I had never realised how many people drank coffee until about 3 years ago when I started drinking it myself. Over 4 billion cups of coffee are consumed each year. It’s not something that I crave every day and I have a few guidelines I tend to follow. I really only drink it before a training session and I have one on a Saturday morning after work. It is always a long black as I don’t do well with milk, and I don’t drink it after 12pm so that it doesn’t disrupt my sleep. These are a few things that I do personally but there are many other things about coffee that you may want to know.
When you are purchasing coffee, whether it be out at a café or some for you to make your own at home, it is important to make sure that the coffee is organic. This is because coffee is one of the most chemically sprayed crops in the world. Many of the companies that produce conventional coffee will say that the pesticides are burnt off during the roasting process but I don’t believe this to be true. I would rather buy organic and not ingest these dangerous chemicals.
Even organic can have some problems with it but at least it minimizes the risk. If you get really into it you may want to find a company that produces coffee that is mycotoxin free and fungal by-product free. Mould often contaminates coffee beans and is one of the reasons you may feel jittery after having a coffee sometimes if you are not sensitive to coffee in the first place.
Another thing is to avoid drinking your coffee out of the take-away cups. The plastic from the lid actually ends up in your body. If you get a take-away regularly then take your own glass cup with you and get them to fill that up. Gemma Smith has written about this in a previous article that you can find here.
Coffee drinkers have been shown to live longer than non-coffee drinkers in many recent studies . Consuming 1 cup of coffee per day reduced the chances of dying from all disease by 6% and by 10% in those that drank 2-3 cups of coffee per day. This seemed to be the threshold as drinking 6 cups or more per day still only reduced the risk of dying by 10% compared to non-coffee drinkers. This has been put down to the antioxidants and certain polyphenols that are found in coffee beans. For some people coffee is the only source of antioxidants they get. Dark-roast coffee will help improve your antioxidant status and coffee can help speed up detoxification.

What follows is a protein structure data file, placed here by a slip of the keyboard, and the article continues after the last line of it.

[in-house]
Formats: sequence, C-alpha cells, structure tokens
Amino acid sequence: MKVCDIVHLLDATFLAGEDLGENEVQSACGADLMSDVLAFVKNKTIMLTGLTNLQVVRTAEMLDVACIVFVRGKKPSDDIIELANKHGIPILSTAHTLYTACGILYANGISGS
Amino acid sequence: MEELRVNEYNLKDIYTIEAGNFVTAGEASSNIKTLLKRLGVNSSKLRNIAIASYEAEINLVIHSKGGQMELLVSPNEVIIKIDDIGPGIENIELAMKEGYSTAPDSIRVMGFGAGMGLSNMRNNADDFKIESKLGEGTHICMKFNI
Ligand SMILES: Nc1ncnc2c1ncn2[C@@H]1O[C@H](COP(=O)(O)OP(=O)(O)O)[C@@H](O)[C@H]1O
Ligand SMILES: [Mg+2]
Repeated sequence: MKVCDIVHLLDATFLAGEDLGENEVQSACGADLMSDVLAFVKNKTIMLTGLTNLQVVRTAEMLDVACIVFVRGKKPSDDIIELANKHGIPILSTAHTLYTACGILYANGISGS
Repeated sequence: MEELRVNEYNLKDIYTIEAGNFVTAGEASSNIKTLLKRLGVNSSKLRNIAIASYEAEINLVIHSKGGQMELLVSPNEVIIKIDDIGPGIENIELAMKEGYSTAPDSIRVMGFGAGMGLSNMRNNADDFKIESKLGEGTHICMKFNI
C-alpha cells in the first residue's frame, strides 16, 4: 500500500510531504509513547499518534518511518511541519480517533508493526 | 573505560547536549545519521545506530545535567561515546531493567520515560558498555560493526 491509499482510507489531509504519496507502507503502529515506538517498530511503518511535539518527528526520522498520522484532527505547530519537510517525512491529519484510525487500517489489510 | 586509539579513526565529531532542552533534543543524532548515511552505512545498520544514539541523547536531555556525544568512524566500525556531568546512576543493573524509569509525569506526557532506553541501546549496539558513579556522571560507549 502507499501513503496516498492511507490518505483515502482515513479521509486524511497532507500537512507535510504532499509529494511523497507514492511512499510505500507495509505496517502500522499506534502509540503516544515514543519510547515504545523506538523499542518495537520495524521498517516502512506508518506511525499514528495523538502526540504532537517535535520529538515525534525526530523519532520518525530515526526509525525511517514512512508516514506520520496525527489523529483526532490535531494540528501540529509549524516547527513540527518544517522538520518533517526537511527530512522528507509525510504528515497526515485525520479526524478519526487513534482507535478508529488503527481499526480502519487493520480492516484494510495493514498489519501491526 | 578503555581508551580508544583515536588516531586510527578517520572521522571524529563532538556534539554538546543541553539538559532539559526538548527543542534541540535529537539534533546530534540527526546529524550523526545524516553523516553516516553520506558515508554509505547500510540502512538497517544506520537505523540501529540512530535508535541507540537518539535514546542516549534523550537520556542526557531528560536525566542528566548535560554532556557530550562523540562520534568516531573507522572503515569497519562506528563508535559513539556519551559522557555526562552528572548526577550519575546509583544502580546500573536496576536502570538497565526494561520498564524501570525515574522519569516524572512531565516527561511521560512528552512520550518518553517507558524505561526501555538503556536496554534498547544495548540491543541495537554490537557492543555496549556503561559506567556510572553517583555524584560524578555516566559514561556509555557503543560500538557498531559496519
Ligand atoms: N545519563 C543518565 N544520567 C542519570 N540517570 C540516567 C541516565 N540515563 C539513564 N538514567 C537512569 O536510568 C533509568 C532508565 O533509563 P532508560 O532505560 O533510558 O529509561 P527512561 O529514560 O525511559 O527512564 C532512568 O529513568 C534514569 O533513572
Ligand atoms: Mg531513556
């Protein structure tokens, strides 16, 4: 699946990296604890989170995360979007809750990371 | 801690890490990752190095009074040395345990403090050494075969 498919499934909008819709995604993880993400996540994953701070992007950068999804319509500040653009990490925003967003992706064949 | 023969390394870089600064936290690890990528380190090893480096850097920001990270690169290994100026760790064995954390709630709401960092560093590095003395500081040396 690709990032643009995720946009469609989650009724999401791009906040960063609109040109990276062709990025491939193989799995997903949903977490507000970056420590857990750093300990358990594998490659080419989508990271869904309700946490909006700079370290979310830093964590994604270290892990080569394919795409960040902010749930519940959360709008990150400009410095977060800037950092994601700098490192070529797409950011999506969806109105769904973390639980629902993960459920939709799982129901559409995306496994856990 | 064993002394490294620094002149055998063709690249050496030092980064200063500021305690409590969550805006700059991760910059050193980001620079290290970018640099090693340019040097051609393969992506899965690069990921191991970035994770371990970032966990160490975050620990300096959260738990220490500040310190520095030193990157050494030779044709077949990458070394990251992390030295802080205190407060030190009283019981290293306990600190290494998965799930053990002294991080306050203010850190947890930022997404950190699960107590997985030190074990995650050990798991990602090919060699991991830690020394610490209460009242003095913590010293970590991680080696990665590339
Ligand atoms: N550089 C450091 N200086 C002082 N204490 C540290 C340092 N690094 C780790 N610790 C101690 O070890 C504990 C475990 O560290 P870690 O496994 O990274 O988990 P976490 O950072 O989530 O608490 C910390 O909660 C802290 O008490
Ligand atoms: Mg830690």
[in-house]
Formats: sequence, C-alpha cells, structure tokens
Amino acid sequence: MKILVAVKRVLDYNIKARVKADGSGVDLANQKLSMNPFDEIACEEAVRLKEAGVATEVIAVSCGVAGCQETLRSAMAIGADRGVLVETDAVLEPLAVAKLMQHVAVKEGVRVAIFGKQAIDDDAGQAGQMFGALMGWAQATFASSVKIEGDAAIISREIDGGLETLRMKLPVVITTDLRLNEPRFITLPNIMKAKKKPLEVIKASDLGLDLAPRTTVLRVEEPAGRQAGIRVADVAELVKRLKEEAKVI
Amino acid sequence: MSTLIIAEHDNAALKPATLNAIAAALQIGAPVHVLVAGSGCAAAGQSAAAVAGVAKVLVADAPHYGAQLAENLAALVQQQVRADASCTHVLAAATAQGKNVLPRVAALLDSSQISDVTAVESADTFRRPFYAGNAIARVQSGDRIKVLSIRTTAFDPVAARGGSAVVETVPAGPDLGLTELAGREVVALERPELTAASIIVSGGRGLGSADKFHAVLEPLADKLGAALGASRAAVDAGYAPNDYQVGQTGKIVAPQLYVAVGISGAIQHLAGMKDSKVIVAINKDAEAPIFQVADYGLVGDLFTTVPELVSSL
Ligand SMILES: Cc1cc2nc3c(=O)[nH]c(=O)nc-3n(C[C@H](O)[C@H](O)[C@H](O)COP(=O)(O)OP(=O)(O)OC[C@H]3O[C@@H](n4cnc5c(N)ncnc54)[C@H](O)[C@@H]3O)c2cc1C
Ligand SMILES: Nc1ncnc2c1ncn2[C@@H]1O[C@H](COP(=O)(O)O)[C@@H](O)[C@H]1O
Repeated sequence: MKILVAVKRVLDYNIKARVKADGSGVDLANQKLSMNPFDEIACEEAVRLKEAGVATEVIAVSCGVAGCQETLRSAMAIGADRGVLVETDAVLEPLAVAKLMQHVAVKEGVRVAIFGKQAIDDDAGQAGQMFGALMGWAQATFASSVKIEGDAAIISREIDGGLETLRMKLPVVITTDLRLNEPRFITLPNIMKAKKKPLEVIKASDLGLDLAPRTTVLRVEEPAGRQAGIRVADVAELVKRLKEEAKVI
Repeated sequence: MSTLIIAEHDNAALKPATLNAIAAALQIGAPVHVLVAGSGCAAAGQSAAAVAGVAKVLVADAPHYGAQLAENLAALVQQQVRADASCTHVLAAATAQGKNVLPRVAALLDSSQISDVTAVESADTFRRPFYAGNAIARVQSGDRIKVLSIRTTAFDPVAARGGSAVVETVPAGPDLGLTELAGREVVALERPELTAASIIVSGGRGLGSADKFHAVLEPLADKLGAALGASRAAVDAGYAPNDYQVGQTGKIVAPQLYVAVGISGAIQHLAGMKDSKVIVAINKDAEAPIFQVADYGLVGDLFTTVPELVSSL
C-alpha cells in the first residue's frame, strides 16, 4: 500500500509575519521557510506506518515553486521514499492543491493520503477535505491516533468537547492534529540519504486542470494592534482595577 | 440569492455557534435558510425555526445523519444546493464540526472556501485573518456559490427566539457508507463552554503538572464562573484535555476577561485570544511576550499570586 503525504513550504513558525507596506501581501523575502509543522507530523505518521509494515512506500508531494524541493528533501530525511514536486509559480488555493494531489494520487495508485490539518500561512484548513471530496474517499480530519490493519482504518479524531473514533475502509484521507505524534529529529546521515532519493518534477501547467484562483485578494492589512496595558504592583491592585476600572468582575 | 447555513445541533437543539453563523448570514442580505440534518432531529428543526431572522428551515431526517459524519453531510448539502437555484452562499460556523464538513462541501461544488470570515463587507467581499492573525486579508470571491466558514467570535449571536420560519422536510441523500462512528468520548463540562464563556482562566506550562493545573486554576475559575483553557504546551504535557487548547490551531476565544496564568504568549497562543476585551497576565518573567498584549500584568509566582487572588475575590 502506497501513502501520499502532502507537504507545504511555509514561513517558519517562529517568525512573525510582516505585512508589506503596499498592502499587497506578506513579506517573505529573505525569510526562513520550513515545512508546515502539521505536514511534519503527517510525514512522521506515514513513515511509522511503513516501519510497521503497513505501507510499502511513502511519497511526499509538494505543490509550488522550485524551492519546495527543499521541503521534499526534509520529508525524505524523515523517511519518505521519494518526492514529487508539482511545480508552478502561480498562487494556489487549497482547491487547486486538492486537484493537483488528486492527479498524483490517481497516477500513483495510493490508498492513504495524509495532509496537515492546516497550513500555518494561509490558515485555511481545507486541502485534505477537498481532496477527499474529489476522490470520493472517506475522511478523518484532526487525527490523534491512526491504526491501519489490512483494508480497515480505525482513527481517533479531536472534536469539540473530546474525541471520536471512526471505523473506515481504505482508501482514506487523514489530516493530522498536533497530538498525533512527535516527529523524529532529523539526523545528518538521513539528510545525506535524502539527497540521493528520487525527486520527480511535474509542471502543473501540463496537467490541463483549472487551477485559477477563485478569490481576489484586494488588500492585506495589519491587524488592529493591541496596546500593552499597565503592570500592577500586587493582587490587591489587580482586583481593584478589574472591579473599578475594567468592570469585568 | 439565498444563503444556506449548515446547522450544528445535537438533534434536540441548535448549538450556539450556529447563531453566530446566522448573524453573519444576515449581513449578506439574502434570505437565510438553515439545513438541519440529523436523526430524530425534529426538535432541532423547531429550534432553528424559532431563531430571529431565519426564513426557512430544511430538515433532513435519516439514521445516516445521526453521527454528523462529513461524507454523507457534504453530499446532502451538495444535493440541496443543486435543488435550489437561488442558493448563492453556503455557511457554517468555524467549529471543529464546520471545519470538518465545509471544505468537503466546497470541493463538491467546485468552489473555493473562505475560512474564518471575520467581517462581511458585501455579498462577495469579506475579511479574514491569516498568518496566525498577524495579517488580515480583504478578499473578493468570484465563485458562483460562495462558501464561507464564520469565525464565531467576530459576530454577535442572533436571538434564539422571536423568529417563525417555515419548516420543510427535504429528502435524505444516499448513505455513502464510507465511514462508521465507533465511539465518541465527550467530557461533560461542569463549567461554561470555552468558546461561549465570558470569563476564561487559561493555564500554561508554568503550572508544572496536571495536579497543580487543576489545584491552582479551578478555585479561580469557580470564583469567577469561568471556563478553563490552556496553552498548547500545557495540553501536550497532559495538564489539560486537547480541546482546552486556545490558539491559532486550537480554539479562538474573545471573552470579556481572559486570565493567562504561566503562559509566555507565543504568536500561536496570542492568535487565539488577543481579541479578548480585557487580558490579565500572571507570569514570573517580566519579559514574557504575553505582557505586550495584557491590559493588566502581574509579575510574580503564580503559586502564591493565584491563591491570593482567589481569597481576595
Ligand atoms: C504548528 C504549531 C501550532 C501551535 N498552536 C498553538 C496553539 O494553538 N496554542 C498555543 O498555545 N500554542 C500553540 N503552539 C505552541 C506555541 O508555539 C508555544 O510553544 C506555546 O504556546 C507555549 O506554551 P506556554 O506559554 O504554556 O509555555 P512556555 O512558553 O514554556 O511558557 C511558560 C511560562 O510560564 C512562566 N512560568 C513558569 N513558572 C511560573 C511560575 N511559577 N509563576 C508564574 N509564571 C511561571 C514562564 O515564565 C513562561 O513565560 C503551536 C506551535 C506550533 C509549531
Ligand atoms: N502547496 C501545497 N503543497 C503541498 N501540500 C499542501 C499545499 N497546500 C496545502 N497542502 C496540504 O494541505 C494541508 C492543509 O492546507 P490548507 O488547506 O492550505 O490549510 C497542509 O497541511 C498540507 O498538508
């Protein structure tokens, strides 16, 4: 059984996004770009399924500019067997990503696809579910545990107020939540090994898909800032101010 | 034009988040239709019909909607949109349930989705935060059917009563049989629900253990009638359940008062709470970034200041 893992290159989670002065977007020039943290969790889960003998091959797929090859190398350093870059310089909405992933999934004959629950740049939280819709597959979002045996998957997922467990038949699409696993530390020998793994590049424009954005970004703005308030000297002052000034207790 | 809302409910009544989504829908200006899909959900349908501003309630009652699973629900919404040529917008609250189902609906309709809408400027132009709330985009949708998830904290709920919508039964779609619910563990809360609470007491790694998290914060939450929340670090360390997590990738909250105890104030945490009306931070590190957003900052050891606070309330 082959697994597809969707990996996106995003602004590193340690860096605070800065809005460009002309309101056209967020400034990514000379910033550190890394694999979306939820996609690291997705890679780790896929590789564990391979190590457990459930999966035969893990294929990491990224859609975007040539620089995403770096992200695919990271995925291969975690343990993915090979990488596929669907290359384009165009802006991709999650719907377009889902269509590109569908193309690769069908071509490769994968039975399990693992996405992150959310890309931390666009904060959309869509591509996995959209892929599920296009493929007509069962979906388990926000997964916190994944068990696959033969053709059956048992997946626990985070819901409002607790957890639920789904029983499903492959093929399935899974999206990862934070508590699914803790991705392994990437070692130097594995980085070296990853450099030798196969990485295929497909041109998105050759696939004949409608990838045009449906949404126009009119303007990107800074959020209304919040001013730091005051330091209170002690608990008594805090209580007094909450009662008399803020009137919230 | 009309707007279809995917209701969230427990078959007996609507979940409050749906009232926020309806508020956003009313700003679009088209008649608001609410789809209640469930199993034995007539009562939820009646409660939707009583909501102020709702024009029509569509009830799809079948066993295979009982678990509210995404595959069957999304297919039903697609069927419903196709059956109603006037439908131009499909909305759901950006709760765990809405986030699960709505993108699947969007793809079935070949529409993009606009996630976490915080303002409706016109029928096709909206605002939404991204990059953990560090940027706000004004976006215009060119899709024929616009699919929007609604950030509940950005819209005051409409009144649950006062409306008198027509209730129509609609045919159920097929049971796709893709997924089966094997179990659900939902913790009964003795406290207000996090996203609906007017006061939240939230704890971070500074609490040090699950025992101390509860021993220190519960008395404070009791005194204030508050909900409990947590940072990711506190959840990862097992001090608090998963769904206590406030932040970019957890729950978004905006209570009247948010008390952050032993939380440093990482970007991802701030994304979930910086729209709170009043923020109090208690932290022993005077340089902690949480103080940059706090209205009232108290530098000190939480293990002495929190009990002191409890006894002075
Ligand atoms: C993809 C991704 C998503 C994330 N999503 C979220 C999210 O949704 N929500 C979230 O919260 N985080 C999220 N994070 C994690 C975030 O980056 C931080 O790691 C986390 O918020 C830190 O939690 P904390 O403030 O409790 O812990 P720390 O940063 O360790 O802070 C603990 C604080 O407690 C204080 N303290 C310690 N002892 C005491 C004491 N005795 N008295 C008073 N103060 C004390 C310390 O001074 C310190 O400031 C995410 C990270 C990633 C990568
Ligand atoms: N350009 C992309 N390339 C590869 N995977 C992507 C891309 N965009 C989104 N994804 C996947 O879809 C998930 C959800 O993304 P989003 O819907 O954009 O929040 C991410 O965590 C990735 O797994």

Coffee also has positive effects on blood vessels which can improve heart and brain health. Coffee can increase the production of nitric oxide which helps blood vessels dilate and it also has anti-inflammatory polyphenols that protect the cardiovascular system. A cardiovascular disease risk reduction of 11% was found in those that consumed 1.5 cups of coffee per day over non-coffee drinkers. A reduction of total cholesterol and triglycerides has also been shown in those that consume coffee.
Coffee has more than a thousand beneficial compounds but a lot of these benefits are being related to chlorogenic acid. It is a polyphenol that has anti-oxidant and anti-inflammatory properties. Chlorogenic acid can also lower blood glucose and reduce the risk of cancer.
These are a few of the benefits to consuming coffee. If you feel jittery or get anxious when consuming coffee, then it may not be for you. If on the other hand you enjoy your coffee then try to buy organic to stay away from pesticides and other harmful chemicals, don’t over-do it, and drink it at the right time of day to get some of the above benefits.
About 3 or 4 weeks ago Alfie injured his shoulder in a rugby league game, being hit after he passed the ball. He suffered a grade 3, A.C injury and was originally told he would require surgery. I told him to go and see Dr Donald Kuah and get his opinion as I trust his word and I know he isn't surgery happy. He will only suggest surgery if it is absolutely needed.
On Monday Alfie got the good news that he doesn't need surgery and to start rehab on his shoulder. He will be re-assessed in a months time and may be able to return to playing in 6 weeks. Alfie went and got some treatment from his physio and they gave him some exercises to begin with.
Today, I treated Alfie myself and the results were great, as you can see in the before and after results above. I asked Aflie to do what the physio had asked him to do as a test of where he was at and then after treatment we retested. I think Alfie has to ask the physio for his next progression as we achieved an increase in range that they may have expected to take a week or 2, in just one session. The best part is that he had a small amount of pain in the before photos, just as he reached the end point, but in the after's he didn't. We will slowly increase strength and progress him back into normal lifting before he returns to the field.
As I say all the time, I am not a physio, osteo, or medically recognised practitioner in body work, but I do have a few techniques up my sleeve that do get extraordinary results. If you want to know how we do this, the only way is to come and experience it for yourself. This is the type of stuff we keep in house for our clients so they can reap the rewards and get ahead, or stay ahead, of their competition. Another reason is that I don't want half arsed trainers to try and copy the things we do by watching a you tube video and bastardise the work by doing a shitty job of it. We then have to explain to potential clients that what they experienced wasn't the real thing.